Two recent developments make antitrust cases more difficult to fully analyze in the modern age. The first is globalization and the multiple jurisdictions in which multinational corporations operate under. Because the different jurisdictions may be affected differently by mergers—two companies that may be relatively small in most jurisdictions may have a very large share of a certain industry in a relatively small nation—there is room for some countries to engage in protectionism under the name of antitrust laws. The second is the “better, faster, high-tech” development of the “New Economy,” where efficiency and competition can be difficult to measure.
Although there have been calls for a legal challenge to the increasingly monopolistic control of Amazon, existing laws do not provide significant legal standing for any large-scale challenge to the e-commerce giant. Rather than using monopolistic practices to beat its competition, Amazon simply beats them with its size, selling massive quantities on razor-thin margins to outsell its competitors. Although this is obviously terrible for plurality in the industries in which Amazon operates, it has not harmed the consumer, at least not yet. However, Amazon’s actions have shown a methodical plan to achieve such a large market share that it can monopolistically manipulate its suppliers and that gives it an unfair advantage in a seemingly fair competition with other companies.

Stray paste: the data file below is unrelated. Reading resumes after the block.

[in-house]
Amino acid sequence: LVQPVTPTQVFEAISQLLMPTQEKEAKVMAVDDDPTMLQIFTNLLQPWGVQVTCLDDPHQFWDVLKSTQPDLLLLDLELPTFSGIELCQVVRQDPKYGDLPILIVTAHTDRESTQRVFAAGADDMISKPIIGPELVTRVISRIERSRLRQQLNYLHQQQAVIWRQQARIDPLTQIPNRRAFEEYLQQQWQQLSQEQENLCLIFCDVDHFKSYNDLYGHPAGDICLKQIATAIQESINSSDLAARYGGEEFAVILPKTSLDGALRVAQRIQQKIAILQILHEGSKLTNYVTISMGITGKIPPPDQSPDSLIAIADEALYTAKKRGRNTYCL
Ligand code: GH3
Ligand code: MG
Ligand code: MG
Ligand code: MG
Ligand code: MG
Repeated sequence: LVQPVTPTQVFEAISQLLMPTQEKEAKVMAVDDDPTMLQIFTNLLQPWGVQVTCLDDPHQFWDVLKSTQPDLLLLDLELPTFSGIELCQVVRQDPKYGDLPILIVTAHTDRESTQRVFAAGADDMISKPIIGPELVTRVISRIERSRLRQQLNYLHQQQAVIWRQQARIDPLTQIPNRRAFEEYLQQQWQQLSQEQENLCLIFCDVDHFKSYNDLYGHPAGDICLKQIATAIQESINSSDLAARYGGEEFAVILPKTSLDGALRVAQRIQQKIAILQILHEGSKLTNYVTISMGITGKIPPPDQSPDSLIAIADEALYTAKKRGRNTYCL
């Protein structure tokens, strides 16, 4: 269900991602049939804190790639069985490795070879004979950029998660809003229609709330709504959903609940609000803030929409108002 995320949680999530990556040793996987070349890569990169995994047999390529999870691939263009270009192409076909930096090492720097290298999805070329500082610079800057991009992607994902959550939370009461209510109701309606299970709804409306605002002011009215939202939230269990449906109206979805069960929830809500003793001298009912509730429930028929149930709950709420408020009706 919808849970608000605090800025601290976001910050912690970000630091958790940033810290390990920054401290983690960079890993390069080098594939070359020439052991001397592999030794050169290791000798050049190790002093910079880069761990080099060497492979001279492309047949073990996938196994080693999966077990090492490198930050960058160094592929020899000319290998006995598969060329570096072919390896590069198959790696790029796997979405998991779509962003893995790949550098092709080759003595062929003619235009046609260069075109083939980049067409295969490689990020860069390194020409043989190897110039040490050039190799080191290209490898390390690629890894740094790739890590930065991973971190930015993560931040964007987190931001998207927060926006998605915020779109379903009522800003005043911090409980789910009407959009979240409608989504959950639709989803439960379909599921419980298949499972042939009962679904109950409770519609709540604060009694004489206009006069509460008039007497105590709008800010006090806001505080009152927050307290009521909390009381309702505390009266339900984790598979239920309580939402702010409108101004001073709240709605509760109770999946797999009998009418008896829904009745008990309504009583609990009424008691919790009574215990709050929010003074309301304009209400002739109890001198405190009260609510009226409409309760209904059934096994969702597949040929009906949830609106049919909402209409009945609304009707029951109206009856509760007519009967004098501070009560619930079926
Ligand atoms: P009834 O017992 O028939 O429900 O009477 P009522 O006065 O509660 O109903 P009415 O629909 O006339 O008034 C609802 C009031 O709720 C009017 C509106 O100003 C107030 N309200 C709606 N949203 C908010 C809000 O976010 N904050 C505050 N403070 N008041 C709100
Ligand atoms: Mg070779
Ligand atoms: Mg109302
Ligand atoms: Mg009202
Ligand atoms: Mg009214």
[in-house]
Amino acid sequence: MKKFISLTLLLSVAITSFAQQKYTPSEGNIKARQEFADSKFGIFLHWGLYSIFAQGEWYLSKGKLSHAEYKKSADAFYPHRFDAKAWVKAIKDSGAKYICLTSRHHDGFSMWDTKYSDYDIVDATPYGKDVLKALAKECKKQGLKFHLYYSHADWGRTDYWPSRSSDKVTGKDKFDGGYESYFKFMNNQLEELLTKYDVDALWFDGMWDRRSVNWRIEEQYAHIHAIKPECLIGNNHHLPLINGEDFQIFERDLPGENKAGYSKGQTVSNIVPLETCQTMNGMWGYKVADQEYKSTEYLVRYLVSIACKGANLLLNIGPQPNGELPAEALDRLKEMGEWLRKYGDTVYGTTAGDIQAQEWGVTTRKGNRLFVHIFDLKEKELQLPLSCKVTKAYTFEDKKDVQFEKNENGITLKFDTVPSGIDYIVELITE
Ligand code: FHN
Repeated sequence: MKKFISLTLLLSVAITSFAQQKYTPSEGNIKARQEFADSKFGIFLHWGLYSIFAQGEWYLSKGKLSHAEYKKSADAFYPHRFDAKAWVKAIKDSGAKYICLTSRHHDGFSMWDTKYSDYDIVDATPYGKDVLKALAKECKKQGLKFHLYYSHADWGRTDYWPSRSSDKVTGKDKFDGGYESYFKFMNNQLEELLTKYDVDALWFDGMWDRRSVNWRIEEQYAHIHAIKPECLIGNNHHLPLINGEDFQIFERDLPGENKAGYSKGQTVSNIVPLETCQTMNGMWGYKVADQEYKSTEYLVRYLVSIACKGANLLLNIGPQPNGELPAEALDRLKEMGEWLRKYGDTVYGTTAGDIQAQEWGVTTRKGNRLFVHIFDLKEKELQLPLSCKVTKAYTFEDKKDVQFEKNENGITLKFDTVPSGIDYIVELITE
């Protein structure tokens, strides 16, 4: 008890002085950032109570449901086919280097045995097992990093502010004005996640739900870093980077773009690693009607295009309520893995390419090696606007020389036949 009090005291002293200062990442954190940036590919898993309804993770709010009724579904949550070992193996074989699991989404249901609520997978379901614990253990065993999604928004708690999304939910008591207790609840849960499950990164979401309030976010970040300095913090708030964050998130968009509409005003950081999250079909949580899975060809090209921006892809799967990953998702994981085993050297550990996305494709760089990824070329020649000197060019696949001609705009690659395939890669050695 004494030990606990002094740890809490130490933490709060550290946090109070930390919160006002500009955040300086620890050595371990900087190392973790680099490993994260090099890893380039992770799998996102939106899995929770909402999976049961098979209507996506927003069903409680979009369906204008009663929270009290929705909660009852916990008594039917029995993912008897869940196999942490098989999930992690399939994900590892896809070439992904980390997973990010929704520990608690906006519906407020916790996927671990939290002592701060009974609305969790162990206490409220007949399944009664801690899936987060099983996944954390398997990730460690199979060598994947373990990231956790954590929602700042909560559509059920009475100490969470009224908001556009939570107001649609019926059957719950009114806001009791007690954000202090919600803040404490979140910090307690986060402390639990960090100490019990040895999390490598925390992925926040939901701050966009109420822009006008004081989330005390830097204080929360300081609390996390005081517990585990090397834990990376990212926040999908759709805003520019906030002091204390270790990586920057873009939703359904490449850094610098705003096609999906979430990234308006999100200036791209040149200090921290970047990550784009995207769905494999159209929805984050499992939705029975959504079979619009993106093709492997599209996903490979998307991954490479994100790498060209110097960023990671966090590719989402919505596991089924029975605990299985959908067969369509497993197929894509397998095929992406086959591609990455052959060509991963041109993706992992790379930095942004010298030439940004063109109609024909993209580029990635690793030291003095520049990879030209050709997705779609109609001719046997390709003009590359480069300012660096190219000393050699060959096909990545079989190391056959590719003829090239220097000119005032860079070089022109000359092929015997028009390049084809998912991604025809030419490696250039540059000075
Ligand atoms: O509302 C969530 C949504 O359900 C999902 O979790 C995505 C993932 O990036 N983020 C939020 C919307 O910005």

But for now, Amazon still stands. And it is hard to see Amazon being seriously challenged by American Antitrust Legislation without a significant reinterpretation of the Clayton Act by the Supreme Court. Although, in the past, economies of scale allowed for increasing competition, it is possible for companies to get so large that this advantage while benefiting the consumer by price, hurts them by restricting choice. And in the age in which data collection by companies such as Amazon, Facebook, and Google is more scrutinized—and more prevalent—than ever, the lack of choice over who collects our data, and what is collected, may prove to damage the consumer more than the extra money paid to keep the brick-and-mortar bookstore afloat amidst the low prices of Amazon and the rest.